‘Evil lies’: Hong Kong crisis escalates
The jaw-dropping Hong Kong protests have kicked up another gear after one of the city's best known activists walked free from prison and waded into the unprecedented unrest.
Joshua Wong, one of the leaders of 2014's pro-democracy protests, left jail and demanded the resignation of the city's leader.
"I will join to fight against this evil law," said the 22-year-old, who has been behind bars for five weeks for contempt of court. "I believe this is the time for her, Carrie Lam the liar, to step down."
Citizens flooded the streets over the weekend to protest against Beijing-backed Ms Lam's plan to bring in a new law to allow extradition of suspects to mainland China to face trial.
Organisers said as many as two million of a population of seven million protested, although police said just 338,000 took part in the rally.
Riot police fought protesters with tear gas and batons in clashes that have grown increasingly violent since the demonstrations began on June 9. Activists set up barricades, wore masks and poured water on gas canisters in mass protests the like of which have not been seen in the city.
The sea of people waved umbrellas in an echo of the 79-day 2014 movement when they were used to defend activists from pepper spray and tear gas.
'THE DAMAGE HAS BEEN DONE'
City chief executive Ms Lam has agreed to suspend the law to end the unrest, but activists fear it could be reintroduced later, and want the proposal completely dropped.
They attacked her apology, issued on Sunday without any concessions to protesters' demands she revoke the bill, stand down and agree to not prosecute individuals.
Mr Wong told German news outlet Deutsche Welle that Ms Lam's apology was "useless because the damage has been done".
On Monday, protesters dressed in black moved from occupying a stretch of highway to surrounding the entrance to the chief executive's office, as the executive council held an extraordinary meeting to discuss the bill and Ms Lam's future.
The council declared its support for the former civil servant, who vowed to unite the city when she took the leadership in 2017. Instead, she is at the centre of one of the worst crises Hong Kong has faced in more than a decade.
Last Wednesday, she played on her image as the city's nurturing "Nanny" as she cried on national TV. "If I indulge his wayward behaviour, he might regret it when he grows up," she said of Hong Kong.
The former British colony was handed back to China in 1997 with a guarantee of autonomy, and that the territory would have its own legal and political system.
But concerns have been growing that the mainland government has been steadily pushing the boundaries ever since - with an inherent contradiction at the centre of the "one country, two systems" framework.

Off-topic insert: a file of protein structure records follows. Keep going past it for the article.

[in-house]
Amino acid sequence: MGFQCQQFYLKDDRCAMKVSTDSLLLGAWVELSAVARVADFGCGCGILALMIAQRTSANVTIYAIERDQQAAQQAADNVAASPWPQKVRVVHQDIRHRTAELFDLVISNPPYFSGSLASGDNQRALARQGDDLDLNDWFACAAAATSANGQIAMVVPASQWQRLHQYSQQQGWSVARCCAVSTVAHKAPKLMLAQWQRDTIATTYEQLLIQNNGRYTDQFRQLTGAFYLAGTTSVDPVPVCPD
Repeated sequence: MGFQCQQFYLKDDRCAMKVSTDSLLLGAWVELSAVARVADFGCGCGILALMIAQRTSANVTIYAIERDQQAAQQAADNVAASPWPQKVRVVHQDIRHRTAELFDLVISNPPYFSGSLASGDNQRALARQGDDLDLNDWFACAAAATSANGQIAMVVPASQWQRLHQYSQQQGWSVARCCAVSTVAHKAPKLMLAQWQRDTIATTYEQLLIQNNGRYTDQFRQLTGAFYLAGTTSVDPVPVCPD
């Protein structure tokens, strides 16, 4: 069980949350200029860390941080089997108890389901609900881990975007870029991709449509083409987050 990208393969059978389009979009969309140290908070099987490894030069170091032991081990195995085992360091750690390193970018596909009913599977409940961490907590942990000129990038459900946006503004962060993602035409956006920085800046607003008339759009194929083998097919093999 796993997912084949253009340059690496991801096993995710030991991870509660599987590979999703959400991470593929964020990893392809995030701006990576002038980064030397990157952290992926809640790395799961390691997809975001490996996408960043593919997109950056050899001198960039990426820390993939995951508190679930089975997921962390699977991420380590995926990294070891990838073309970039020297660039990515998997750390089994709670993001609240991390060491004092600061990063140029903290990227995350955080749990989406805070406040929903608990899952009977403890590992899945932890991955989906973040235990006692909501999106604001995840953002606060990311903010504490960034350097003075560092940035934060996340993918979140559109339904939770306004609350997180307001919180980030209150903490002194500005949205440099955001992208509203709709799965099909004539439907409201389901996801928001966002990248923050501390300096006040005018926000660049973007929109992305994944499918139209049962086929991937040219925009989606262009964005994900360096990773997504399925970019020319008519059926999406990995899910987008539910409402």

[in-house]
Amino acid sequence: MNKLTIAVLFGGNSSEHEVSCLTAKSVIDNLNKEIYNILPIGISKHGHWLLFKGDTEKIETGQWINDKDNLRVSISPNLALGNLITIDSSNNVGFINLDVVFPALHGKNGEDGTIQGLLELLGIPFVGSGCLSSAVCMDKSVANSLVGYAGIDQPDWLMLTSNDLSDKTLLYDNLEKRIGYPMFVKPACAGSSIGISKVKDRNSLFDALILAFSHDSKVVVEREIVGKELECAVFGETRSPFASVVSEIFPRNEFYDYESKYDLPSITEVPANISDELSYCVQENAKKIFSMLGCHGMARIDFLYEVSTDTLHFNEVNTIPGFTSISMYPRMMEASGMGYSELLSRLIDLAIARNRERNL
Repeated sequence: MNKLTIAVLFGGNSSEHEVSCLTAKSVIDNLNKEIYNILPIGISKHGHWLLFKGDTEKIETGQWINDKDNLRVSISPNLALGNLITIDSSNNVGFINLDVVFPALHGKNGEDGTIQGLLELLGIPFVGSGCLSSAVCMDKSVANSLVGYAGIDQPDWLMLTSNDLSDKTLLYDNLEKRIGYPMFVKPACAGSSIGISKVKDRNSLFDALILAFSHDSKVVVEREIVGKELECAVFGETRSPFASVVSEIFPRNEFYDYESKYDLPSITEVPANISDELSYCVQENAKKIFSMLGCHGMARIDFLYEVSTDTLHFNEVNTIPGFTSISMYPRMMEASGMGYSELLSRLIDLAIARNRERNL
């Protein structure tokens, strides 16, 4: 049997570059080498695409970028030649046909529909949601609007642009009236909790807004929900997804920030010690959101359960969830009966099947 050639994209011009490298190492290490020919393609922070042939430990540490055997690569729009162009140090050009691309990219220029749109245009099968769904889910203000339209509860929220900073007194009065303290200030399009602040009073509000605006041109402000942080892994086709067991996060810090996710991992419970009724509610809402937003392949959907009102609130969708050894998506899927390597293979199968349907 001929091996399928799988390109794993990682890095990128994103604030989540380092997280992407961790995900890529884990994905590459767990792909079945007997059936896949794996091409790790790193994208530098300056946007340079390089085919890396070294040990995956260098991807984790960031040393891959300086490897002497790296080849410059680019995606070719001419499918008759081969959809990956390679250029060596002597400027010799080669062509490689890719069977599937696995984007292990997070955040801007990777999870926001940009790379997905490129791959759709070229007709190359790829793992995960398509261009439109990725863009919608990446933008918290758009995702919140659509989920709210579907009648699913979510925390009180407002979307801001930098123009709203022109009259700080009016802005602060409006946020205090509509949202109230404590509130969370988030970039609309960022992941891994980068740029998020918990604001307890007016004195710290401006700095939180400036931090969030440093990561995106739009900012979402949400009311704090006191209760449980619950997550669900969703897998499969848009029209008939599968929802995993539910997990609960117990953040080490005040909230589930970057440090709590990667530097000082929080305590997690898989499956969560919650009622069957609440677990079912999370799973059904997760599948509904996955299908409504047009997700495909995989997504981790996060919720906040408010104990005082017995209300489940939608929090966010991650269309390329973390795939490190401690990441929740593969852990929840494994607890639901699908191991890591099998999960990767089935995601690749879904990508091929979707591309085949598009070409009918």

The latest conflict can be seen as a flashpoint in the tensions between China's communist government and the liberal ideals of West.
These are the territory's biggest protests since 2003, when residents took to the streets to rally against plans for tighter national security laws. The protests were successful - the proposal was dropped and the leader resigned.
But the tensions persisted, and disorder returned in 2012 and 2014, when pro-democracy campaigners called for changes to how the city's chief executive was chosen.
As chief secretary for the administration, Ms Lam led the task force, but instead of real reform, it was decided that a limited number of candidates approved by a small "nomination committee" would be allowed to run. The decision sparked the Umbrella Movement, calling for true democracy in the region, but it did not achieve its aims.
Now, the cycle has come around again, with renewed fury, as the international community watches the renewed chaos with bated breath.
"I hope governments around the world will support activists in Hong Kong who face prosecution and are physically assaulted by police," Mr Wong said.
'FIGHTING FOR THEIR FREEDOMS'
On Monday, China's Foreign Ministry expressed "strong dissatisfaction" over foreign media coverage of the protests. "Individual Western media ignored the facts, recklessly commented on Hong Kong's legislative revision, and publicly provoked external forces to interfere in Hong Kong's affairs," the ministry said in a statement.
But it has held back from going further, insisting the idea for a law change came from Ms Lam. The city leader has been called a Beijing puppet - but how far it will support her could mean everything for her survival.
Chinese President Xi Jinping has cemented his hold on power since taking the helm in 2012, expanding government control of information, religion and media.
The Hong Kong government has disqualified a pro-independence party, sent the leaders of a 2014 protest to prison and denied a visa renewal to an editor for Britain's Financial Times.
Activists decried these moves as chipping away at Hong Kong's freedoms, but residents largely went about their lives - until now.
Mr Xi is trapped in a balancing act between attempts to tighten Communist authority and stability in the international financial centre, and wanting to keep Hong Kong from slipping out of Beijing's control - or even demanding independence.
China's leader has other problems, in the form of an escalating US trade war, and does not want Hong Kong to become leverage when he meets Donald Trump at the G20 summit in Japan next week.
"It is a sign that Xi Jinping's government is not totally impervious to pressure, despite the fact that he has consolidated so much power," said Ben Bland, an expert at the Lowy Institute and author of Generation HK: Seeking Identity in China's Shadow.
"The Chinese government is determined to stop what it sees as the use of Two Systems to undermine the unity of One Country. And Hong Kongers are clearly determined to fight for their freedoms."
- With wires